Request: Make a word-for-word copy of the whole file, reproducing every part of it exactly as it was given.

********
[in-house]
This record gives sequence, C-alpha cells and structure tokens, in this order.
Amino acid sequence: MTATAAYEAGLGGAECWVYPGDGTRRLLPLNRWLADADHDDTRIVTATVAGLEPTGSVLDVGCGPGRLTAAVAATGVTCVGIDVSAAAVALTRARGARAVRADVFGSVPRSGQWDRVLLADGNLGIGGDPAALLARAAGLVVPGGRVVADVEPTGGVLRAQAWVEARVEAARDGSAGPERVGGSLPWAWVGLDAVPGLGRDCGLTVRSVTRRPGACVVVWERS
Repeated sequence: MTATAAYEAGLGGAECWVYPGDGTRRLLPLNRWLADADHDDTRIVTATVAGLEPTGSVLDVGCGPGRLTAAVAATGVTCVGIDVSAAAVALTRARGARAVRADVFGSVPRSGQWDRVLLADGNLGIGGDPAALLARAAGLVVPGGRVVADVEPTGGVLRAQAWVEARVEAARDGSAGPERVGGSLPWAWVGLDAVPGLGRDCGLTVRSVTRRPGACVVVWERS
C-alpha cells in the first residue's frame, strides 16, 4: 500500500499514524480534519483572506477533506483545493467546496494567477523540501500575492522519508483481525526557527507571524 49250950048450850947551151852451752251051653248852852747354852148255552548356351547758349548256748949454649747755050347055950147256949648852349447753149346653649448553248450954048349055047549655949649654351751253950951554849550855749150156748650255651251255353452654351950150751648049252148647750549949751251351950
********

[in-house]
This record gives sequence, C-alpha cells and structure tokens, in this order.
Amino acid sequence: MTATAAYEAGLGGAECWVYPGDGTRRLLPLNRWLADADHDDTRIVTATVAGLEPTGSVLDVGCGPGRLTAAVAATGVTCVGIDVSAAAVALTRARGARAVRADVFGSVPRSGQWDRVLLADGNLGIGGDPAALLARAAGLVVPGGRVVADVEPTGGVLRAQAWVEARVEAARDGSAGPERVGGSLPWAWVGLDAVPGLGRDCGLTVRSVTRRPGACVVVWERS
Repeated sequence: MTATAAYEAGLGGAECWVYPGDGTRRLLPLNRWLADADHDDTRIVTATVAGLEPTGSVLDVGCGPGRLTAAVAATGVTCVGIDVSAAAVALTRARGARAVRADVFGSVPRSGQWDRVLLADGNLGIGGDPAALLARAAGLVVPGGRVVADVEPTGGVLRAQAWVEARVEAARDGSAGPERVGGSLPWAWVGLDAVPGLGRDCGLTVRSVTRRPGACVVVWERS
C-alpha cells in the first residue's frame, strides 16, 4: 500500500499514524480534519483572506477533506483545493467546496494567477523540501500575492522519508483481525526557527507571524 49250950048450850947551151852451752251051653248852852747354852148255552548356351547758349548256748949454649747755050347055950147256949648852349447753149346653649448553248450954048349055047549655949649654351751253950951554849550855749150156748650255651251255353452654351950150751648049252148647750549949751251351950